**DOWNLOAD LD50/LC50 CALCULATOR HERE**

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**Please Note:****This calculator is based on the method of Finney (1952). [****D.J.Finney (195**2) Probit Analysis (2nd Ed), Journal of the Institute of Actuaries, 78 (3): 388-390]**This calculator works with Excel 2010 or higher. There are issues with lower versions due to array formulas.****This calculator ignores Probits less that one and more than seven for calculating LD/LC values as they have little bearing (Hayes & Kruger, 2014 - Principles & Methods of Toxicology**)**In earlier version (before 25/01/2016) the intercept was displayed in probits. Now it is changed to Log10**

Median lethal dose or concentration is the dose or concentration of the compound that produces 50% mortality in the exposed population. Estimation of LD or LC provides a measure of acute toxicity of the compound and is used for comparing the toxicities of two compounds.

The LD or LC values are calculated using 'Probit Analysis', which was initially developed by D.J. Finney (1971) and later discussed in detail elsewhere (Finney, 1978; Robertson et al., 2007). In general, the data from bioassays ( mortality proportions and corresponding doses) gives an S shape curve. In order to make this curve linear, the proportions are transformed to probits and doses to log10. The LD or LC values are estimated using regression analysis (Busvine 1971).

Several computer programmes (SAS, SPSS,POLO, LeOra etc) accurately calculate LD or LC values but these programmes are not free and requires knowledge of using them. Furthermore, these programmes do not provide real time results (time required for entering commands and processing). Hence, in this blog an user-friendly, free, dynamic EXCEL spread sheet is provided for estimating LD or LC values.

The following steps are used in the calculation of LD or LC in this spread sheet

1. Converting doses to log (10) doses (x)

2. Converting mortality to proportions

3. The proportions are corrected for control mortality if its is more than 10% using Schneider-Orelli’s (1947) formula:

% Responded – % Responded in Control

Corrected mortality (p) = ________________________________ x 100

100 - Responded % in Control

4. Converting corrected proportions (p) to empirical probits (y).

5. A dose response curve is drawn using the log(10) doses (x) and empirical probits (y) and the regression equation is derived. Empirical probits less than 1 and more than 7 are ignored as they have little and no significance in the estimation of LD or LC (Hayes, 2014).

y=5+(x-µ)/σ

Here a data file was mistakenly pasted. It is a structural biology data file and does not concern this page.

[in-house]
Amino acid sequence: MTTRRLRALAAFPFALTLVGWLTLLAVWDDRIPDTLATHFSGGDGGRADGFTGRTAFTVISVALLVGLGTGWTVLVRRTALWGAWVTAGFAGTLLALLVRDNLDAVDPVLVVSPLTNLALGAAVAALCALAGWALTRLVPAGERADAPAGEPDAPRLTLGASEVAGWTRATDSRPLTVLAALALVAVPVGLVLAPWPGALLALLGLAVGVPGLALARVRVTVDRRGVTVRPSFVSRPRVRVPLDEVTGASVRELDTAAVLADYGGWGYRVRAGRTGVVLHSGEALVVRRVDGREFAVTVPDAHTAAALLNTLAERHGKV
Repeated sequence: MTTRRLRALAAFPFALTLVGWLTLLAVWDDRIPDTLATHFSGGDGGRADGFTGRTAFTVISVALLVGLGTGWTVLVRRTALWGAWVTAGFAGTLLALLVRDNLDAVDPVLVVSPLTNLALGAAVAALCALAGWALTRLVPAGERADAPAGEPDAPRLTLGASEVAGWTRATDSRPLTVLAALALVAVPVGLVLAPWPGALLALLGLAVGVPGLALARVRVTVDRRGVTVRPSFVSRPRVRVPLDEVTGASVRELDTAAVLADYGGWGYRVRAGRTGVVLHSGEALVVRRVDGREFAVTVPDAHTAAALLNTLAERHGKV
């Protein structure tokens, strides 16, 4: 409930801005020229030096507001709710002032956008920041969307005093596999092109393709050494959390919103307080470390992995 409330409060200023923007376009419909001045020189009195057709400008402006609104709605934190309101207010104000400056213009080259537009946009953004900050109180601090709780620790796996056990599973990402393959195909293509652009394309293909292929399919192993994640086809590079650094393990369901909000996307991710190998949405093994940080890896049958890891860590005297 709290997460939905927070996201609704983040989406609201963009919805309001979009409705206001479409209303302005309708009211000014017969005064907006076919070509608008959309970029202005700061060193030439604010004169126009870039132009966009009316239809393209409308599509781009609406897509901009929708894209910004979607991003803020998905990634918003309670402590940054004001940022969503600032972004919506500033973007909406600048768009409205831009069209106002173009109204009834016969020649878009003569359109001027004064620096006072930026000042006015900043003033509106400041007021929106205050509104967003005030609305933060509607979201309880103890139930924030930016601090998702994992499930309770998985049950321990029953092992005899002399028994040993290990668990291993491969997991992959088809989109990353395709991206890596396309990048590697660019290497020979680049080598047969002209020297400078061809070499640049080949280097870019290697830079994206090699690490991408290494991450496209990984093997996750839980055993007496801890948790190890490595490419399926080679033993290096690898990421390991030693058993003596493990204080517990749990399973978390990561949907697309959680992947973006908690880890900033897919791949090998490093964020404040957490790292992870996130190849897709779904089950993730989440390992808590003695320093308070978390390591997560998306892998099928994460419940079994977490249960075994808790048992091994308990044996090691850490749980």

6. From the equation of the curve and log10 doses, the expected probits (Yi) are derived

7. From the expected probits (Yi), expected mortality proportion followed by expected no.of animals are derived

8. The original mortality (Observed) and derived mortality (Expected) are used to calculate the Chi-Square test with (No. of log doses used -2) degrees of freedom. If the Chi-square test is non-significant, it indicates good curve fitting.

9. Z value is derived using the formula

Z=1/(√2π)e(-1/2(Yi-5)^2)

where Yi = Expected probits

9. The weighting coefficents (W) are derived using the formula

W=Z^(2 )/PQ,

where P = Expected proportion

Q=(1-P)

10. The weighted coefficients were used to calculate the standard error

SE= σ/√ƩnW

where σ = Standard deviation (1/slope)

n= number of animals in each group

W= Weighting coefficient

11. Working probits (Yw) are derived from the regression equation as follows

Yw = Yi-(P/Z)-p/Z

Y = Expected probits

P = Expected Proportion

p = Observed proportion

11. The LD or LC values are derived from the curve drawn using working probits and log doses. Antilog of the dose corresponding to respective probit value.

12. 95% Fiducial confidence limits are calculated using the formula

Fiducial Limits =Antilog (Log10 Dose ± 1.96 (SE)

(Your comments and corrections are welcome to make this spread sheet better: alpharajm@gmail.com)

**References**

Busvine J.r. 1971. A critical review of the techniques for testing insecticides. Commonwealth Agricultural

Bureaux, London, ISBN 0851980309

Finney, D. J., Ed. (1952). Probit Analysis. Cambridge, England, Cambridge University Press.

Finney, D. J. and W. L. Stevens (1948). "A table for the calculation of working probits and weights in probit analysis." Biometrika 35(1-2): 191-201.

Greenberg, B. G. (1980). "Chester I. Bliss, 1899-1979." International Statistical Review / Revue Internationale de Statistique 8(1): 135-136.

Hayes, W. J. and C. L.Kruger(eds).2014 Handbook of Haye's principles and methods of toxicology, 6th Edition, CRC Press, Boca Raton, NY

Thank you very much

ReplyDeleteHow do you manage the replicates of the experiments? I have three replicates per treatment per trial.

ReplyDeleteThank you

Thank you for your query. If you have replicates you may proceed in the following two ways.

Delete1. Find the LD50 for each replicate separately and then take the average of LD50 values.

2. Use the average of replicates to calculate LD50.

Both these methods gives similar LD50 estimate.

Hope your query is answered. If you have further queries, feel free to contact me.